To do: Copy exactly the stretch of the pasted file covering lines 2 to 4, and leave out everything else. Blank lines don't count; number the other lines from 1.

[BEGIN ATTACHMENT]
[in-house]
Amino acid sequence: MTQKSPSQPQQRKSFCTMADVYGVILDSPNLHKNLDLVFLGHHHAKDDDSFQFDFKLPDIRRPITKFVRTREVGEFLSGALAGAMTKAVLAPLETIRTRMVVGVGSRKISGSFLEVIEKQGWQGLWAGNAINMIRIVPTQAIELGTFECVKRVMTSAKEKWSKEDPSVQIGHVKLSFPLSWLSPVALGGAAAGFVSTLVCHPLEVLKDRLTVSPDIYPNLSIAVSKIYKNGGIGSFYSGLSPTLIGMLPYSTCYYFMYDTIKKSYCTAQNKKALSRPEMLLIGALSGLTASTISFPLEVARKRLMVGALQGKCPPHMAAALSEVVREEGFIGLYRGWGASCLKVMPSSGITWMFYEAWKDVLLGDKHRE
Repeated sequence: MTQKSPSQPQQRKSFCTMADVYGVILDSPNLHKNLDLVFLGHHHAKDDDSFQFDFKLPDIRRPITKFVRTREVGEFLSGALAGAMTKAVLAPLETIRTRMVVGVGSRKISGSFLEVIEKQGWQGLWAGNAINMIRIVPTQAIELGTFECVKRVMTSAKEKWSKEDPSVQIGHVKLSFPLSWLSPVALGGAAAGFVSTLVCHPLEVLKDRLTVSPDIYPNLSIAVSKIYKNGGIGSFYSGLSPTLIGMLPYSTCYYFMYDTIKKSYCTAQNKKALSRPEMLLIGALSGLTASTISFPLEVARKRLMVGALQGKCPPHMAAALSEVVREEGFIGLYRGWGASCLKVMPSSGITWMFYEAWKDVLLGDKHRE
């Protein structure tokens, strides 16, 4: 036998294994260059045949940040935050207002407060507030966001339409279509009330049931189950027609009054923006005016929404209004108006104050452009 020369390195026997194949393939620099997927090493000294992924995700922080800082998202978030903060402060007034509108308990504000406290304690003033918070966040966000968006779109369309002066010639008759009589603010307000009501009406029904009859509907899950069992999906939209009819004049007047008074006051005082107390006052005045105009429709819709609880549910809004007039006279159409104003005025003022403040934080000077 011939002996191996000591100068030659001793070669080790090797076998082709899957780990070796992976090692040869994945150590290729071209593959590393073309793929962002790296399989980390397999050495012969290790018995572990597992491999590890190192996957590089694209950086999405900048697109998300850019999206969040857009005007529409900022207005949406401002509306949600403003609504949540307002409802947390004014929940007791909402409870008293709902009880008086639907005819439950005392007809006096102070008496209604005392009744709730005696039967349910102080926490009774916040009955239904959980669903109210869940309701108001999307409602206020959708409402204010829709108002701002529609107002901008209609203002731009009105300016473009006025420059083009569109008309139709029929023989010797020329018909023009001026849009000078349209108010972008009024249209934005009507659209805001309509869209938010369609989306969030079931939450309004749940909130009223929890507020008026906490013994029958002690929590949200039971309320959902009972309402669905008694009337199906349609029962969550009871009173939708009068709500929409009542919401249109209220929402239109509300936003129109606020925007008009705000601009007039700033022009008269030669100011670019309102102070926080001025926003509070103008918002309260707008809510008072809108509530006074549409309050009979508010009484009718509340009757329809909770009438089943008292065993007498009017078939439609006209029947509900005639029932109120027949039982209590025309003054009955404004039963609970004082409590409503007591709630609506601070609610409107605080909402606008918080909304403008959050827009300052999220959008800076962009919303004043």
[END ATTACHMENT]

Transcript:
Amino acid sequence: MTQKSPSQPQQRKSFCTMADVYGVILDSPNLHKNLDLVFLGHHHAKDDDSFQFDFKLPDIRRPITKFVRTREVGEFLSGALAGAMTKAVLAPLETIRTRMVVGVGSRKISGSFLEVIEKQGWQGLWAGNAINMIRIVPTQAIELGTFECVKRVMTSAKEKWSKEDPSVQIGHVKLSFPLSWLSPVALGGAAAGFVSTLVCHPLEVLKDRLTVSPDIYPNLSIAVSKIYKNGGIGSFYSGLSPTLIGMLPYSTCYYFMYDTIKKSYCTAQNKKALSRPEMLLIGALSGLTASTISFPLEVARKRLMVGALQGKCPPHMAAALSEVVREEGFIGLYRGWGASCLKVMPSSGITWMFYEAWKDVLLGDKHRE
Repeated sequence: MTQKSPSQPQQRKSFCTMADVYGVILDSPNLHKNLDLVFLGHHHAKDDDSFQFDFKLPDIRRPITKFVRTREVGEFLSGALAGAMTKAVLAPLETIRTRMVVGVGSRKISGSFLEVIEKQGWQGLWAGNAINMIRIVPTQAIELGTFECVKRVMTSAKEKWSKEDPSVQIGHVKLSFPLSWLSPVALGGAAAGFVSTLVCHPLEVLKDRLTVSPDIYPNLSIAVSKIYKNGGIGSFYSGLSPTLIGMLPYSTCYYFMYDTIKKSYCTAQNKKALSRPEMLLIGALSGLTASTISFPLEVARKRLMVGALQGKCPPHMAAALSEVVREEGFIGLYRGWGASCLKVMPSSGITWMFYEAWKDVLLGDKHRE
């Protein structure tokens, strides 16, 4: 036998294994260059045949940040935050207002407060507030966001339409279509009330049931189950027609009054923006005016929404209004108006104050452009 020369390195026997194949393939620099997927090493000294992924995700922080800082998202978030903060402060007034509108308990504000406290304690003033918070966040966000968006779109369309002066010639008759009589603010307000009501009406029904009859509907899950069992999906939209009819004049007047008074006051005082107390006052005045105009429709819709609880549910809004007039006279159409104003005025003022403040934080000077 011939002996191996000591100068030659001793070669080790090797076998082709899957780990070796992976090692040869994945150590290729071209593959590393073309793929962002790296399989980390397999050495012969290790018995572990597992491999590890190192996957590089694209950086999405900048697109998300850019999206969040857009005007529409900022207005949406401002509306949600403003609504949540307002409802947390004014929940007791909402409870008293709902009880008086639907005819439950005392007809006096102070008496209604005392009744709730005696039967349910102080926490009774916040009955239904959980669903109210869940309701108001999307409602206020959708409402204010829709108002701002529609107002901008209609203002731009009105300016473009006025420059083009569109008309139709029929023989010797020329018909023009001026849009000078349209108010972008009024249209934005009507659209805001309509869209938010369609989306969030079931939450309004749940909130009223929890507020008026906490013994029958002690929590949200039971309320959902009972309402669905008694009337199906349609029962969550009871009173939708009068709500929409009542919401249109209220929402239109509300936003129109606020925007008009705000601009007039700033022009008269030669100011670019309102102070926080001025926003509070103008918002309260707008809510008072809108509530006074549409309050009979508010009484009718509340009757329809909770009438089943008292065993007498009017078939439609006209029947509900005639029932109120027949039982209590025309003054009955404004039963609970004082409590409503007591709630609506601070609610409107605080909402606008918080909304403008959050827009300052999220959008800076962009919303004043």